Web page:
With the tumultuous arc recent franchise decisions have etched into history in mind, it’s par for the course in 2018 to treat whatever the Chicago Bulls happen to do at a given moment with a level of cynicism. So naturally, there are several lenses with which to view Jabari Parker’s arrival. The recent signing of the 23-year-old South Shore-bred scorer with the twice-repaired left knee has already sparked some taglines, many of which are rather obvious. Another Bulls reclamation project, expensive local marketing effort, death knell for Chicago’s defensive hopes, low-risk, high-reward proposition. Feel-good story.
There’s some truth to all of those labels, but Parker’s decision to join his hometown team might be best framed as a necessary marriage. From the Bulls’ perspective, moving on from Jerian Grant and pulling David Nwaba’s qualifying offer was a small price to pay for a massive talent upgrade on a team-friendly contract, a neat storyline to launch next season, and most importantly, a gifted player entering what should be his prime years. Parker’s evolution is ongoing, and he wouldn’t be the first high-end talent to be helped by a change of scenery. Relocating 90-some miles south on I-94 means a chance to start over.
Needless to say, tearing the ACL in his left knee twice hampered Parker’s development as a player. The injuries also weren’t the entire story: according to multiple sources with knowledge of the situation, his relationship with former Bucks head coach Jason Kidd had grown increasingly fraught over the years (Kidd was fired in January). Giannis Antetokounmpo evolved into the team’s franchise player (rightfully), and Parker’s skill set fit less neatly with how Milwaukee aimed to build around him. Though they could ill-afford to keep him financially, credit the Bucks for removing the qualifying offer and opting to let him walk, to a division rival no less.
More athletic and skilled as a scorer than he’s often credited for, signing Parker to a deal that offers the Bulls an out after next season possesses little risk, and he wasn’t likely to command $20 million up front anywhere else in the current free-agent market. He’s a career 49% shooter from the field and shot a career-best 38.3% from outside last season. Parker isn’t the franchise’s savior, but Chicago can at least feel some type of solace in teaming him with Lauri Markkanen, a re-signed Zach LaVine and promising rookie Wendell Carter for the next season or two and seeing what comes of it.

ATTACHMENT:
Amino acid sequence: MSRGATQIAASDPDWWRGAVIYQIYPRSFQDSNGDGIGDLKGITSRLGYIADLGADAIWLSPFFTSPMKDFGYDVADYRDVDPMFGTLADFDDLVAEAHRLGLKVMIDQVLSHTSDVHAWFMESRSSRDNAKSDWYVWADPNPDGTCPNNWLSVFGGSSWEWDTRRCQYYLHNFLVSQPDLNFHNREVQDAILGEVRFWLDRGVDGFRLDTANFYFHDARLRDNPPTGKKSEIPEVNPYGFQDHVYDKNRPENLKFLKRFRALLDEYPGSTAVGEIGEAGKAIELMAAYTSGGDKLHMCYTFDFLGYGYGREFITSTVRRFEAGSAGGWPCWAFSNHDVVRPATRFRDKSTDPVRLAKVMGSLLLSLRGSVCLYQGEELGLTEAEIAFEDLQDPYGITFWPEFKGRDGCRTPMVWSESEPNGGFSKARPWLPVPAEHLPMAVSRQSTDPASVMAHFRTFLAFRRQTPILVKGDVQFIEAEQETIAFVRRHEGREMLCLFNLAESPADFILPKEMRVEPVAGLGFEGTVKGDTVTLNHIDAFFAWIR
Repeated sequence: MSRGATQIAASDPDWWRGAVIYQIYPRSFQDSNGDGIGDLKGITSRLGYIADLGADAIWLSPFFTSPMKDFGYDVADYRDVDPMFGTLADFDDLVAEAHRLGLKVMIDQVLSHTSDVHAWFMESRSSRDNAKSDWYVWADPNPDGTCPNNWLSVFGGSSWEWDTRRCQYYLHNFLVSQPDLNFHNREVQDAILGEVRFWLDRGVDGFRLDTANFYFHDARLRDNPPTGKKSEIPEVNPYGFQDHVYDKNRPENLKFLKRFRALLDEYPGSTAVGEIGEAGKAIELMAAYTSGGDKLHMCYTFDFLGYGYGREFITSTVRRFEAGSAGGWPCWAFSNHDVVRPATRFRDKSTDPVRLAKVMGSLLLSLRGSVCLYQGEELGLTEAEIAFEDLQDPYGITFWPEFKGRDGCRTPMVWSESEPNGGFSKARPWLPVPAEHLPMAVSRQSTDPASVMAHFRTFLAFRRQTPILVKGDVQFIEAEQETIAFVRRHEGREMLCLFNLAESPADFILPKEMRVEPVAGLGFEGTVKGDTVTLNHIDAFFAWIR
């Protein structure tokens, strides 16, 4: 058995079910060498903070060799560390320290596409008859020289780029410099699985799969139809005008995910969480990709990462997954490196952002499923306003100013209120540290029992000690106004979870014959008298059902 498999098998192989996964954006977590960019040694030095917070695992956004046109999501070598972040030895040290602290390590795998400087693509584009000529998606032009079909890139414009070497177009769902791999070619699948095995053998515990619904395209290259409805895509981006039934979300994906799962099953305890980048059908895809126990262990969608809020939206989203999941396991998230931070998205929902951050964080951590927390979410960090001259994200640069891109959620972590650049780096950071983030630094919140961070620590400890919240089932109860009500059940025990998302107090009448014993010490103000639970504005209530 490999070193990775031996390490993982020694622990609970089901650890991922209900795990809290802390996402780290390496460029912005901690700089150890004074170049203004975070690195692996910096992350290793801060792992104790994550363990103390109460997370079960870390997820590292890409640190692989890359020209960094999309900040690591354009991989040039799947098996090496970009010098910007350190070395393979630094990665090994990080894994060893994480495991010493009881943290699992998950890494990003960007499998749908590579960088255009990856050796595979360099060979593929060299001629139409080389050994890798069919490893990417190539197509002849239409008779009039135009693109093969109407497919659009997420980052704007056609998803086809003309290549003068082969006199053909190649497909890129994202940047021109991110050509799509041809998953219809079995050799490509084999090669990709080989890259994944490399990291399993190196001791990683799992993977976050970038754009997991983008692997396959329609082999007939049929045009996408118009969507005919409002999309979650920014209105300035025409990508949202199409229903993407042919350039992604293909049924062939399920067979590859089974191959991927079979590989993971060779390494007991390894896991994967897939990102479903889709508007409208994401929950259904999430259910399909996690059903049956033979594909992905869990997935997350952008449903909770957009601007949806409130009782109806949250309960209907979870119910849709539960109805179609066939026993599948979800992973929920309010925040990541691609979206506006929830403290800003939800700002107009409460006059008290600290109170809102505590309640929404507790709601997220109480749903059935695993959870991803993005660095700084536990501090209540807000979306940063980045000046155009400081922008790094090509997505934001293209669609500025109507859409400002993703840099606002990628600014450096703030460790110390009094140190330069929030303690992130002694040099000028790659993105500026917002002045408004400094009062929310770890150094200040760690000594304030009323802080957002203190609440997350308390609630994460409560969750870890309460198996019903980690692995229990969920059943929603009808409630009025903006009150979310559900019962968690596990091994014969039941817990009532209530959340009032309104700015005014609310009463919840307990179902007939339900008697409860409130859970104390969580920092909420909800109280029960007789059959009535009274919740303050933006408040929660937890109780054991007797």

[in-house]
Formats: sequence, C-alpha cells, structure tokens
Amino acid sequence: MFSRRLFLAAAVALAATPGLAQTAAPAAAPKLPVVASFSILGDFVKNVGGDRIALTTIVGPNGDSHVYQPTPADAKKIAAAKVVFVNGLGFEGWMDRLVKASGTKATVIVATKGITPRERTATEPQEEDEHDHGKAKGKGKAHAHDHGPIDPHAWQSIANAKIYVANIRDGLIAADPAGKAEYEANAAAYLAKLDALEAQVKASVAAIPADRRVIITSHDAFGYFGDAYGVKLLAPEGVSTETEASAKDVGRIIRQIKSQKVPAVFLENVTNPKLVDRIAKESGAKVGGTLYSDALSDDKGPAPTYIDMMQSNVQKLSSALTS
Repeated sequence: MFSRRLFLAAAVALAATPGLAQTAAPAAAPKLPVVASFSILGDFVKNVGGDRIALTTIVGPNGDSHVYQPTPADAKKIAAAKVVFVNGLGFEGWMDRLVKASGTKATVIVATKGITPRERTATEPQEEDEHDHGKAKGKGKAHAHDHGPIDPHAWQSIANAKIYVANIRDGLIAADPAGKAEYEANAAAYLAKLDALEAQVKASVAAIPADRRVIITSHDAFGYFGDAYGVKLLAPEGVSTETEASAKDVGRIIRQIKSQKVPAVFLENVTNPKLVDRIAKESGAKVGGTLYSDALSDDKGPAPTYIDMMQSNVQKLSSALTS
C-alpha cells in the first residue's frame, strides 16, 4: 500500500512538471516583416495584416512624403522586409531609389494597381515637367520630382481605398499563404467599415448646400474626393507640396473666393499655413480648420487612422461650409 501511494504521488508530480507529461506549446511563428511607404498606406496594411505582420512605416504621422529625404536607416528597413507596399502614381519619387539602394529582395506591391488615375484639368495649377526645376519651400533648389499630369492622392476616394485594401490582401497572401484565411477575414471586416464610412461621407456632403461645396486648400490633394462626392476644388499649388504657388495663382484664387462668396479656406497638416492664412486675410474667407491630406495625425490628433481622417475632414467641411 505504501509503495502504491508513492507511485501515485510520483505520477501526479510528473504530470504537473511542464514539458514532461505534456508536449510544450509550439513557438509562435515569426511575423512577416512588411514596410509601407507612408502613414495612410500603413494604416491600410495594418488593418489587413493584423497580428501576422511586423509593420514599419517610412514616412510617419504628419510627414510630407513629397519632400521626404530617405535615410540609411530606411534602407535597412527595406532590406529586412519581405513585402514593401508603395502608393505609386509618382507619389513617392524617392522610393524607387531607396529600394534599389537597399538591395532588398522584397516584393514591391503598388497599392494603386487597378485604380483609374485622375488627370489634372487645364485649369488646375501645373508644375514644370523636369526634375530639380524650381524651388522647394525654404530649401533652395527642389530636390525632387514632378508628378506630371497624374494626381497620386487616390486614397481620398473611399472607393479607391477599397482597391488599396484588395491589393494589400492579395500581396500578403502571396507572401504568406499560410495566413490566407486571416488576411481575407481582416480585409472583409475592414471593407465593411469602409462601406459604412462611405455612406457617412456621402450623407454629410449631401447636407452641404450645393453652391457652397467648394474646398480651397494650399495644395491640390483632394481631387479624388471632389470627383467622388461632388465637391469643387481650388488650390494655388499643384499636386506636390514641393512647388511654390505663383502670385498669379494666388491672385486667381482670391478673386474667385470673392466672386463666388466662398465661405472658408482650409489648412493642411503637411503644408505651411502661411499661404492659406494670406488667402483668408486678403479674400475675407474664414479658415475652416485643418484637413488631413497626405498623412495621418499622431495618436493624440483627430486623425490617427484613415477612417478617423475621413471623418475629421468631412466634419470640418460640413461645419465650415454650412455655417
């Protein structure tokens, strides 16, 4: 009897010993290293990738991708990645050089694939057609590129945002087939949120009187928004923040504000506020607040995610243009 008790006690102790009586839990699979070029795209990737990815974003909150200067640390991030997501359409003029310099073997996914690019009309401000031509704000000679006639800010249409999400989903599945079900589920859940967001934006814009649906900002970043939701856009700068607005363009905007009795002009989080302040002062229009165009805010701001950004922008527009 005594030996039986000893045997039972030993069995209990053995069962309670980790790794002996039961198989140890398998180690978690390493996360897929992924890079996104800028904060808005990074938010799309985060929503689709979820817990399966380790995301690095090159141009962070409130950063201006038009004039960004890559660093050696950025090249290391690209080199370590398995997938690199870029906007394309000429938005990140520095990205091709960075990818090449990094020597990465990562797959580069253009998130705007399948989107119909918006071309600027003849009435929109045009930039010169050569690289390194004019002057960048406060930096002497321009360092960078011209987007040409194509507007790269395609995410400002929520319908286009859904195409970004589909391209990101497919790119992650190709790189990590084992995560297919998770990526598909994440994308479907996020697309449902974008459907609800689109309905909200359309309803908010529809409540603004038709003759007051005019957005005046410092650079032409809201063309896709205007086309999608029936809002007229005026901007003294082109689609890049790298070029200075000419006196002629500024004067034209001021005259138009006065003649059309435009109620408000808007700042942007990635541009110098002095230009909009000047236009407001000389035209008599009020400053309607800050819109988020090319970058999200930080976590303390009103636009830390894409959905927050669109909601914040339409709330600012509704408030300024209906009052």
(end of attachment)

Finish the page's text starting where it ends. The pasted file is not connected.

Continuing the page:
It’s fair to think being home can help rejuvenate Parker on a mental level. The media climate in Chicago has been harsh on past stars, his fellow Simeon graduate Derrick Rose among them, but he’ll instantly be appreciated for his candor and off-court presence. Parker remains the most decorated high school player in Illinois history after winning four state titles, but more importantly has always possessed an eloquence and self-awareness that sets him apart from most people his age, much less athletes. “I’m here to help,” he wrote of Chicago in a Players’ Tribune piece in 2016. “I’m not going to be folklore.” Since before he set foot in the NBA, Parker has been active and vocal in helping to improve underprivileged communities, building on the work of his father Sonny’s local youth foundation. Anything you read about his off-court impact in the city will be founded in sincerity.
Parker means more playing for the Bulls than he ever could anywhere else. Fair or not, he’s already the most recognizable face on the team. The on-court fit isn’t as neat as the optics of the move: given their personnel, the Bulls will likely have defensive issues if they indeed use Parker primarily at small forward. Neither LaVine nor Markkanen makes their money on that side of the ball, and the tandem of Carter and Robin Lopez at center won’t cover every mistake their teammates make. It’ll be up to the coaching staff to ensure the ball doesn’t stick, but if nothing else, Chicago will trot out skilled, athletic lineups next season with time clearly on its side. The rebooted roster should be enough to afford a front office with nine lives an added helping of patience.
Best-case scenario, Parker stays healthy, breaks out and looks like a bargain. Of course, if that happens, it could put the Bulls in a difficult contractual spot two summers from now. But a legitimate focus on culture and continuity is more than the organization has had to sell the public on in years, dating back to when Derrick Rose was still healthy. It’s not often a former No. 2 overall pick changing teams on his second contract creates room for optimism. And for a young player whose gifts still promise more, this could finally be that.